• Daughter is expressing interest in getting a facial piercing. That is her decision. My opinion is unsought or disregarded. I told her she can do what she wants. “But know this,” I said. “For every piercing, every tattoo marring of your darling appearance, I vow to get the exact same procedure or replica tattoo done on my wrinkled old ass. And if you think you’re embarrassed by my Dad jeans just wait til you get a load on my Dad Speedo.”

• It’s not uncommon to hear bickering couples contend one or the other is putting "words in my mouth." Let that phrase be a cue to romantic detour from hostilities and begin putting things other than words in one another's mouths. Say a piece of candy. Or an ear lobe.

• I know, I know, there are far more pressing matters concerning the issue, but I do a slow burn every time I hear a newscaster call it "an out-of-control wildfire." All wildfires are out of control. That's why we don't call 'em tame fires!

• I was given a tight deadline. Tough to meet. I asked editor if she had any wiggle room. “You bet! You got yourself some wiggle room!” I love wiggle room! All hail wiggle room! I swear, the next home is going to have a wiggle room …

• News that PGA Tour bosses are grabbing their ankles to accommodate murderous Saudis has me furious at all the times my parents dragged us to Sunday school to memorize the gospels when the life lesson from the shady deal can be boiled down to three jiffy words: "Greed is good.”

• Those who think differently, defy convention and act without regard to the scolding opinion of others are individuals. To live otherwise is to risk becoming an UNdividual.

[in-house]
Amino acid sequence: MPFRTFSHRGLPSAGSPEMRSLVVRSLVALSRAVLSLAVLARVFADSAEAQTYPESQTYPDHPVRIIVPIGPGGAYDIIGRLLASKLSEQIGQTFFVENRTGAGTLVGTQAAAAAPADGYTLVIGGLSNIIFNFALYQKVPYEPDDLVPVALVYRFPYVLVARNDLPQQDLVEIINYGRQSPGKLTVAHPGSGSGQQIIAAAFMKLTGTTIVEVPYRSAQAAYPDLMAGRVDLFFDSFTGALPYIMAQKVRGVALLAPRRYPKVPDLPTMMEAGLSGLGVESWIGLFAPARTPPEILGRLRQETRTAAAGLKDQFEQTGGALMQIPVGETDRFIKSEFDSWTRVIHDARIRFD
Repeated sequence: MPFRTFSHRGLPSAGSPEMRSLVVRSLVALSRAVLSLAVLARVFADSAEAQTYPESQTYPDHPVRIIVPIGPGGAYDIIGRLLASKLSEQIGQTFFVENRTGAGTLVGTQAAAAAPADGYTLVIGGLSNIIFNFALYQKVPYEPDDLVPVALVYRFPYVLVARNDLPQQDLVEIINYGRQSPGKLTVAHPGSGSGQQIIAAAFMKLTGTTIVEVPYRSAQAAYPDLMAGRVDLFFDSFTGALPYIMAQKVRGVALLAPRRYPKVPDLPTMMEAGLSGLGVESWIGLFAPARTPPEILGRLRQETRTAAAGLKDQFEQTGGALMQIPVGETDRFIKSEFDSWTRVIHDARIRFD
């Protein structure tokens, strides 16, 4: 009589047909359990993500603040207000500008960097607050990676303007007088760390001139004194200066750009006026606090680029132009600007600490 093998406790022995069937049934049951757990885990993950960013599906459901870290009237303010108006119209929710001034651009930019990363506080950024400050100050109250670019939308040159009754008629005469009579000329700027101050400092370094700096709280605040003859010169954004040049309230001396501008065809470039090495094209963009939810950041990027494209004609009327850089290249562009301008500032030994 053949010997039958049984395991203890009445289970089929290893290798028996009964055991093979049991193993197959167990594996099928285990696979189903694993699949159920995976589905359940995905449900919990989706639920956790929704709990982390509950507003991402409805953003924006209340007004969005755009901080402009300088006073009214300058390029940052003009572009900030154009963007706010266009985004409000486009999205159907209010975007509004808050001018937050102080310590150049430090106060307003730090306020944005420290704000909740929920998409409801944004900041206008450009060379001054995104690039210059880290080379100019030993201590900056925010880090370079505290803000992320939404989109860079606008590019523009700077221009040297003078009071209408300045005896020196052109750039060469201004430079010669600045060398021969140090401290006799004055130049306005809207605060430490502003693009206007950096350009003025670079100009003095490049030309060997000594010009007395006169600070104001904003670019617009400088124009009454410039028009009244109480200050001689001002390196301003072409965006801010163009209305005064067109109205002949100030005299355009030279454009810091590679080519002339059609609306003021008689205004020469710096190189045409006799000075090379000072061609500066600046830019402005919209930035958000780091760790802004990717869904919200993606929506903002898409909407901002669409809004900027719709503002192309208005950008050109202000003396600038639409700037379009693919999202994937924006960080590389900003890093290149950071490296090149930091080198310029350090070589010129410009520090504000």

• If I ever have a role in naming another child, I'm going to argue we name the kid with Unisex name, "Guess." Every introduction would reveal so much about the person. Do they get angry or do they chuckle?

"Hi! I'm Amy! What's your name?"


"C'mon. Really. What's your name?"


• I have no idea how they're doing it. War in Ukraine. Uprisings on the streets of Moscow. Economic tumult. Civil unrest. With all that going on, how on earth does the Russian leadership find time to address priority issues like keeping transgender kids from reading all the books they're busy banning?

• Nerve-rattling headlines declare dozens of Moscow war lords fighting for supremacy. Now, I don't contend to know much about matters either military or spiritual and I'm no gambler, but when I read those headlines I think, okay, I'll see all your war lords and raise you just one peace Lord.

• My superiority complex is so complex it can make sense of the implausibility that a man with accomplishments and results as meager as mine can feel superior to MDs, CEOs and people who merely root for teams from places like Boston.

• I one day hope to meet a smokin' hot geologist dedicated to volcanic studies whose name is Ashley Firestone.

• Because their sedentary postures are identical, it’s impossible to tell the difference between an idler and someone lost in thought, I often cry out “Eureka!” when I reach some profound conclusion. Like just now when I decided if I’m going to have the onion rings instead of the fries with lunch tomorrow. “Eureka!”

• I started today thinking about war lords and how you never hear about peace lords. Now I'm thinking about all the other lords and which lord suits me best. There are land lords, drug lords, lordy lords, Jack Lord, sea lord, The House of Lords and slum lords. I've never seen wordlord, bloglord or book lord, so I guess I'm hoping I'll one day be OMa Lord or, cross your fingers, Good Lord.

• We all need a little perspective on these Canadian wildfires. I mean, it's not like Canada is some massive country with billions of acres of freestanding timber. Canada is roughly the size of Connecticut. Right? They both start with C. That's the way it works, right? Or maybe I'm thinking of Cansas. Either way, let's all take a deep breath -- at least those of us who can still do so without choking.

• Used to wake up on hazy mornings like this and assure myself, "It's just a little morning fog. It'll burn off." Now, I'm troubled by the realization, it is NOT a little morning fog. It IS ALL BURN OFF.

Thursday, June 22, 2023